Neuropeptide K-(1-24)-peptide: Storage and release by carcinoid tumors

J. Michael Conlon, Carolyn F. Deacon, Lars Grimelius, Bjorn Cedermark, Richard F. Murphy, Lars Thim, Werner Creutzfeldt

Research output: Contribution to journalArticlepeer-review

14 Citations (Scopus)

Abstract

An antiserum directed against the COOH-terminal region of neuropeptide K-(1-24)-peptide that shows only 0.5% reactivity with neuropeptide K has been used in radioimmunoassay to study the posttranslation processing of human β-preprotachykinin. A primary midgut carcinoid tumor contained high concentration of substance P (2970 pmol/g), neurokinin A (3660 pmol/g) and neuropeptide K-(1-24)-peptide (3430 pmol/g) but only a very low concentration (<5 pmol/g) of intact neuropeptide K. Neuropeptide K-(1-24)-peptide was also detected in extracts of metastatic tumor tissue from four patients with midgut carcinoid tumors. The amino acid sequence of tumor neuropeptide K-(1-24)-peptide was identical to that predicted from the nucleotide sequence of a human β-preprotachykinin cDNA. The fasting plasma concentration of neuropeptide K-(1-24)-peptide was elevated in a patient with the carcinoid syndrome (821 fmol/ml compared with <18 fmol/ml in healthy subjects) and rose approximately 2-fold after intravenous pentagastrin. The study has demonstrated that the Lys25-Arg26 bond in neuropeptide K (corresponding to Lys96-Arg97 in the precursor) is an important processing site in human β-preprotachykinin.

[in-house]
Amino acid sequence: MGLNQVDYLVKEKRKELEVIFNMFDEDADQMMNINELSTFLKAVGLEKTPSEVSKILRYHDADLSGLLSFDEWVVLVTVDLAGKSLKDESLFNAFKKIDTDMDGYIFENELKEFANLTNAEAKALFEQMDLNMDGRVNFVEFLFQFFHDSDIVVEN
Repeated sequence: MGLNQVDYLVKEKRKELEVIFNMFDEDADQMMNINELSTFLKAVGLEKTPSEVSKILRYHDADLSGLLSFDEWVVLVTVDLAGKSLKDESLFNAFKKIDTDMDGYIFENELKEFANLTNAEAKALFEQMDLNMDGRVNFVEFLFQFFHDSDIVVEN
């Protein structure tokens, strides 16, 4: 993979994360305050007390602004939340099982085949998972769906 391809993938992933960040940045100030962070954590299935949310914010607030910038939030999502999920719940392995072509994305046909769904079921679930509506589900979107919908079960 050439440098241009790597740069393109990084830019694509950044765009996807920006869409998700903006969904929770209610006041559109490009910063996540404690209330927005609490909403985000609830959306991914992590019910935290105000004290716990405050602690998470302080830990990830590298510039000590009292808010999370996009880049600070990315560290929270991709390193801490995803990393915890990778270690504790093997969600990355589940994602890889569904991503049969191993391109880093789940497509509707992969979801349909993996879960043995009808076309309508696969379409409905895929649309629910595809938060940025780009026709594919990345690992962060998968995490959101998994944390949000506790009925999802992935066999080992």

Original languageEnglish
Pages (from-to)859-866
Number of pages8
JournalPeptides
Volume9
Issue number4
DOIs
Publication statusPublished - 1988
Externally publishedYes

Keywords

  • Carcinoid syndrome
  • Carcinoid tumor
  • Neurokinin A
  • Neuropeptide K
  • Primary structure
  • Radioimmunoassay
  • Substance P
  • Tachykinin

ASJC Scopus subject areas

  • Biochemistry
  • Physiology
  • Endocrinology
  • Cellular and Molecular Neuroscience

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